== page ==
Following her master's studies at Ohio State University, Cavener spent two years as a resident artist at the Archie Bray Foundation for the Ceramic Arts and completed a brief Guest Artist residency at The Clay Studio in Philadelphia, Pennsylvania. After this intense period of development where she continued to work on life-size and larger scale works, she was represented by the Garth Clark Gallery in New York, NY. Her first solo exhibition with the gallery, "A Modest Proposal" was shown in 2006.

In 2008, Cavener joined the Claire Oliver Gallery on 26th St. and 10th Ave, New York City. She opened a show with the gallery called “On Tender Hooks” on October 22, 2009. In 2010, she had a show entitled "The Four Humors," inspired by the ancient Greek notion of being able to characterize one's personality by which "humor" they possessed in excess. Her most recent show, "Come Undone," was displayed in the fall of 2012.


A Second Kind of Loneliness by Beth Cavener Stichter, 2009, Honolulu Museum of Art

Cavener's usual working method is building solid sculptures on metal armatures, often with 2,000 or more pounds of clay at a time, then cutting the piece into 30-160 sections, hollowing out each section out to 1/4" thickness, and reassembling the pieces before firing. In order to work on a larger scale, the reassembled hollow pieces are then cut again to fit inside the kiln, fired, and then reassembled with glues and epoxies. (A slideshow of this process can be seen on her website under the Materials and Techniques section). She usually paints the surface with flat interior latex paint. This allows her to fill in seams after reassembly and maintain the look and feel of clay. She has also used terra sigillata and vitreous slips.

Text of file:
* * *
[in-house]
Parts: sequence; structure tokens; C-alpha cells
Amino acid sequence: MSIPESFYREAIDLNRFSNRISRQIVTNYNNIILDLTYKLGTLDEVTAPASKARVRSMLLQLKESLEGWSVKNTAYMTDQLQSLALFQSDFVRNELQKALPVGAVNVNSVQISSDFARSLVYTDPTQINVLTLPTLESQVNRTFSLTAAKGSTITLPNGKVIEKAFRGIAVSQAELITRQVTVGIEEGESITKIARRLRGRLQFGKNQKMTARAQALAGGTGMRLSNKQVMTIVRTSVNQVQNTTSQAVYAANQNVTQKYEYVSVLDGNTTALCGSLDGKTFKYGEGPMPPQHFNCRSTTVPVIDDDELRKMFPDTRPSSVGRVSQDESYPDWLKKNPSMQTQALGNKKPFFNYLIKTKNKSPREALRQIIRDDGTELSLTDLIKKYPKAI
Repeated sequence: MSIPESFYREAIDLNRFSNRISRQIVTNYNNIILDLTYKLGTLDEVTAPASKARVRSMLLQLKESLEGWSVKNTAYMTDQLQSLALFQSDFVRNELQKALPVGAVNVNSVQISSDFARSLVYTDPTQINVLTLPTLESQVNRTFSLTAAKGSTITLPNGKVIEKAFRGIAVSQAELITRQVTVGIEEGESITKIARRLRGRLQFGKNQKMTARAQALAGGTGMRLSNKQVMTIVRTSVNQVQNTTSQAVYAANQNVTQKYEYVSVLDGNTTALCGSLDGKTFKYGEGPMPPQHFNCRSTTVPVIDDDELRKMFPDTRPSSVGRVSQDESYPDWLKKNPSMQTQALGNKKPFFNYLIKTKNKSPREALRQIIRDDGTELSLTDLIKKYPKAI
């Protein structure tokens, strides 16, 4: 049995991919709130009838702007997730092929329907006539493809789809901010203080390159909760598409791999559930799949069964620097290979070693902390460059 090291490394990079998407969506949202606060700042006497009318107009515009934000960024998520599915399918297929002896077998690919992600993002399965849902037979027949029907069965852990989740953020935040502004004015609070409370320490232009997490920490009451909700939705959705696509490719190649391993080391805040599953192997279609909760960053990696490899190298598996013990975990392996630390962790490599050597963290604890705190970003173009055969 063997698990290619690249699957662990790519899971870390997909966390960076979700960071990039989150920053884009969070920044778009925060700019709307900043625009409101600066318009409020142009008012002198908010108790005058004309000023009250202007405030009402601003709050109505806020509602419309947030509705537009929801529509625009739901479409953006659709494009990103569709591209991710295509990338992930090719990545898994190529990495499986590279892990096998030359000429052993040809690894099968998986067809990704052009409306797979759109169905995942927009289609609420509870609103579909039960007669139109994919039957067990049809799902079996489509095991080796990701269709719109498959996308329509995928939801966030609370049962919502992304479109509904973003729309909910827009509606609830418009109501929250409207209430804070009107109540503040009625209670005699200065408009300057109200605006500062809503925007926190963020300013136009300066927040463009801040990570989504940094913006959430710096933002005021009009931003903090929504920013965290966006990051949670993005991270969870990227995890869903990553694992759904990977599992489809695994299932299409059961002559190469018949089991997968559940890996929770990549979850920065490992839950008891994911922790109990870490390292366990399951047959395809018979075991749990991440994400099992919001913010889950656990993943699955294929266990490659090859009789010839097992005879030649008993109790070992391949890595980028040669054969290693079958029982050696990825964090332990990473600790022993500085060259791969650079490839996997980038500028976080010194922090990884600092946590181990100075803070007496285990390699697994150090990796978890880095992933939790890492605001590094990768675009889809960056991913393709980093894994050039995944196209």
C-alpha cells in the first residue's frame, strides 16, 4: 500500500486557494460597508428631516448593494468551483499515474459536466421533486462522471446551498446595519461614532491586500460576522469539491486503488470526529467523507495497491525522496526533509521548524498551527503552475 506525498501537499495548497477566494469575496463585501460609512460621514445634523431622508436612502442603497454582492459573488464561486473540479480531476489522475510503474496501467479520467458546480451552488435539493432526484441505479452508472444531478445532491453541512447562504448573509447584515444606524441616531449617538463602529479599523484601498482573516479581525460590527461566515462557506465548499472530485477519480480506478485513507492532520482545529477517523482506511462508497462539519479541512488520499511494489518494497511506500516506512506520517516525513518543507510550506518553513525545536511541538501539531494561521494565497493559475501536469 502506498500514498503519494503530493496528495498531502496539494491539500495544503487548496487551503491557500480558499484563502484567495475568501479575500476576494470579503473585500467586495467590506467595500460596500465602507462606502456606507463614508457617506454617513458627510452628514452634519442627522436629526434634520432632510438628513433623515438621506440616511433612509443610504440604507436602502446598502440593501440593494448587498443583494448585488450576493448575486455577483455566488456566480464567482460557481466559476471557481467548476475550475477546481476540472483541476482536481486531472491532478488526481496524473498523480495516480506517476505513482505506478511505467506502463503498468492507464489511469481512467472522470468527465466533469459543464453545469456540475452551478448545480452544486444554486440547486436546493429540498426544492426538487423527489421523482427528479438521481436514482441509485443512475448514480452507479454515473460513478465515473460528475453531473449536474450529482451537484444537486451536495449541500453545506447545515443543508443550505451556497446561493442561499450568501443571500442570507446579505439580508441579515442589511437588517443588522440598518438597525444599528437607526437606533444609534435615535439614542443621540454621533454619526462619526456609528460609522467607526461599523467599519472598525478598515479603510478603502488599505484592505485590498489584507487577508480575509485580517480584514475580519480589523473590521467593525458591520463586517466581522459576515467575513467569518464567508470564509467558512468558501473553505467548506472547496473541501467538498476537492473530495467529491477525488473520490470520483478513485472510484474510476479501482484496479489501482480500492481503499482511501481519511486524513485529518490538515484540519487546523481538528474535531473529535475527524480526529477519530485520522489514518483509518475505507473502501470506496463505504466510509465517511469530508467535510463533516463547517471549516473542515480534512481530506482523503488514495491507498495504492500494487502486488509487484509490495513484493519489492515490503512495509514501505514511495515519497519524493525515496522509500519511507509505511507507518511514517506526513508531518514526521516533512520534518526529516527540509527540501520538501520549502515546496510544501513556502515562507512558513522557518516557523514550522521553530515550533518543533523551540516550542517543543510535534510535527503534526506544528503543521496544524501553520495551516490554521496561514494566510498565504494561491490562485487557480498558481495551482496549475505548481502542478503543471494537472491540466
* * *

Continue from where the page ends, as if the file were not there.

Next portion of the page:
Cavener is best known for her hand-built stoneware animals in unexpected poses. Her A Second Kind of Loneliness from 2009, in the collection of the Honolulu Museum of Art, is an example of this. The hollow sculpture contains an internal mechanical breathing device that animates the pinwheel. The Arizona State University Art Museum (Tempe), the Chazen Museum of Art (Madison, Wisconsin), the Honolulu Museum of Art, the Museum of Fine Arts, Houston, the Northwest Museum of Arts and Culture (Spokane, Washington), the Racine Art Museum (Racine, Wisconsin), the Smithsonian American Art Museum (Washington DC), and the Tennessee State Museum (Nashville) are among the public collections holding sculptures by Beth Cavener.

For "Come Undone," her 2012 show at the Claire Oliver Gallery, she explored mixed media, including handmade doilies for "The White Hind" and sugar crystals for "The Adoration." "Each piece in the show is a self-portrait representing different aspects of the artist's femininity."[7] Stichter was quoted saying "I wanted to explore the idea of feminine sexuality and how difficult it is to express desire-passion in a woman without it being a taboo, or without it being seen as wanton."[8]



Selected solo exhibitions[edit]

2012 "Come Undone" Claire Oliver Gallery, New York, NY
2010 "The Four Humors" Claire Oliver Gallery, New York, NY
2009 "On Tender Hooks" Claire Oliver Gallery, New York, NY
2008 "Apologia" Art Spirit Gallery, Coeur d’Alene, ID
2006 "A Modest Proposal" Garth Clark Gallery, New York, NY
2005 "The Wildness Within" G-Spot Gallery, NCECA, Baltimore, MD
2004 Contemporary Crafts Museum, ACC Grant Exhibition, Portland, OR
2003 "Animal Body, Human Space" Archie Bray Foundation, Helena, MT
2002 "tremble, shiver" MFA Exhibition, Columbus, OH
2000 Acme Art Company, Columbus, OH

Selected group exhibitions[edit]

2012 Beyond Bling, Claire Oliver Gallery, New York, NY
2012-13 Animatopoeia: A Most Peculiar (Post Modern) Bestiary, The Galleries at Cleveland State University, Cleveland, OH
2012 10-20-10, Claire Oliver Gallery, New York, NY